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Old 12-15-2012, 05:29 PM   #1  
Lifestyle Changes
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Default Moving out for the first time.

Maybe it's lame, seeing as I am 21, but I have never lived on my own before.

I can't afford to do it alone and I won't risk a 'random' room mate or room mate I don't really trust. My parents don't mind me staying at home as long as I'm working and in school, buying my own groceries and gas...

So the only friend I ever would have considered living with is also finally ready to move out and we've decided to start looking, because as much as I love my parents it's pretty much time for me to start gaining some more independence.

I am excited and nervous. I have gotten used to having a lot of spare cash. Don't get me wrong, I pay bills. I have a car that I make payments on, insurance, my phone...

But after all that I still usually have a lot of spare cash to do stuff, like see movies, eat out, buy alcohol, get a new pair of pants...just random stuff.

When I move out I will be on a much tighter budget. I'm also currently in college, which is actually cool because I get a student discount at some places and there's oftentimes free food on campus. But I am still scared.

Is there any advice you can give me on moving out for the first time? Some tips, or mistakes to avoid?
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Old 12-15-2012, 05:44 PM   #2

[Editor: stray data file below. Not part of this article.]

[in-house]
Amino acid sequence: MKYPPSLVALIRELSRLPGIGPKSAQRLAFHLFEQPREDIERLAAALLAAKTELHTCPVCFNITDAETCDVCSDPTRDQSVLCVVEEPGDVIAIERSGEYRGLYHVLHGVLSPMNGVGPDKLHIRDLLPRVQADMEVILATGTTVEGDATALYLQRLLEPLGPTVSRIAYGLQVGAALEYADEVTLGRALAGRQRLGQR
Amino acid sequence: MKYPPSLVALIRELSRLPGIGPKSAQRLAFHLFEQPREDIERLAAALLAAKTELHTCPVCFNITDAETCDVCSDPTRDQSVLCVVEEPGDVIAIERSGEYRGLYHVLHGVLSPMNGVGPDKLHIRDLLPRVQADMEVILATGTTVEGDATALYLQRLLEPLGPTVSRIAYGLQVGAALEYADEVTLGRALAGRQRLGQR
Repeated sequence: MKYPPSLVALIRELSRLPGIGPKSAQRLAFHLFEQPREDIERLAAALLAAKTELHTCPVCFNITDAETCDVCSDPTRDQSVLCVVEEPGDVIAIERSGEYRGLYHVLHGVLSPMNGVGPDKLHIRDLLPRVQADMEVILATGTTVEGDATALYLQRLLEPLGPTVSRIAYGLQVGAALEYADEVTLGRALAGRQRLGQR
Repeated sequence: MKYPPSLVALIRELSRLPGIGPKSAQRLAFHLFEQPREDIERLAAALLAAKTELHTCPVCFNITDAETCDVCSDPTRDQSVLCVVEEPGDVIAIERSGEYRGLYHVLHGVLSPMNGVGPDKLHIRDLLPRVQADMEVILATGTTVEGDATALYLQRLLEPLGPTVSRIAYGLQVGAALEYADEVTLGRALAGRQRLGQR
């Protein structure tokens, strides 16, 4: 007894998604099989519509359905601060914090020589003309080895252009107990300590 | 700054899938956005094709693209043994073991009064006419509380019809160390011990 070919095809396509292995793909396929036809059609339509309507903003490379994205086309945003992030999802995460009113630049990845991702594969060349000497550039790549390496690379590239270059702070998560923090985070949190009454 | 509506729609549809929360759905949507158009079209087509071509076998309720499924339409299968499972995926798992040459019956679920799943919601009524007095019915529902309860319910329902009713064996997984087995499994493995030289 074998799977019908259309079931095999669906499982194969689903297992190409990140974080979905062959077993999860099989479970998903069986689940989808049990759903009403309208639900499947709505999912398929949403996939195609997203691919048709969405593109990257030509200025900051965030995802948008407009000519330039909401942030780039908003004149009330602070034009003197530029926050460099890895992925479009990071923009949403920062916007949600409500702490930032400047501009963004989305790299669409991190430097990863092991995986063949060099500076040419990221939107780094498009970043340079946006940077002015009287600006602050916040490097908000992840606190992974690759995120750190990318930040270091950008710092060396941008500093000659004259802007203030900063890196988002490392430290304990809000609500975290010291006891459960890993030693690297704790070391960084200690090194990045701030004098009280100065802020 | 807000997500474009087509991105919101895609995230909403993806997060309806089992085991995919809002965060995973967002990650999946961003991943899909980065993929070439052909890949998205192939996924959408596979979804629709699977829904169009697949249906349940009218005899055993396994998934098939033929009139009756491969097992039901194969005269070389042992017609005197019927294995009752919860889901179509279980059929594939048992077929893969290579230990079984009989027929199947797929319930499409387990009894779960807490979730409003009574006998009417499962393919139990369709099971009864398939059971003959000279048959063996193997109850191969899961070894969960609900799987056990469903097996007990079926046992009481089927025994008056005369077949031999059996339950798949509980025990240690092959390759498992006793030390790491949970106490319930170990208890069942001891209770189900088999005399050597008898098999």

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Avoid credit cards at all costs.
Make a written monthly budget.
Save whatever you can for a "rainy day"

Good luck and enjoy your independence!
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Old 12-15-2012, 05:45 PM   #3  
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How exciting! I loved having roommates and have lived with friends, fellow students, and a couple while I interned in another state. As long as everyone is clear on the ground rules and generally respectful, it should be fun.

I'm terrible at budgeting, but what worked well for me was setting my food and fun money aside in cash- so much easier to stay accountable when I can see exactly how much I have right there in front of me.
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Old 12-15-2012, 06:03 PM   #4  
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That's such a great idea, junebug!

I usually use my debit card for everything and it's tough. I'm always stopping and trying to do math in my head, or calculate on my phone, or check my account cause I can't remember where I spent money that week, lol.

I am going to try to start off strong with some money in savings for emergencies.

Luckily my parents are very supportive and have always been there to help me, financially and otherwise. We aren't rich, and when I was younger we were actually what some would consider 'poor'. Although I wasn't starving, I had a walkmen way into the age of mp3-players. I only got new clothes each school year, unless my pants were literally torn to shreds or falling off. We ate hot dogs and mac-n-cheese for a lot of dinners.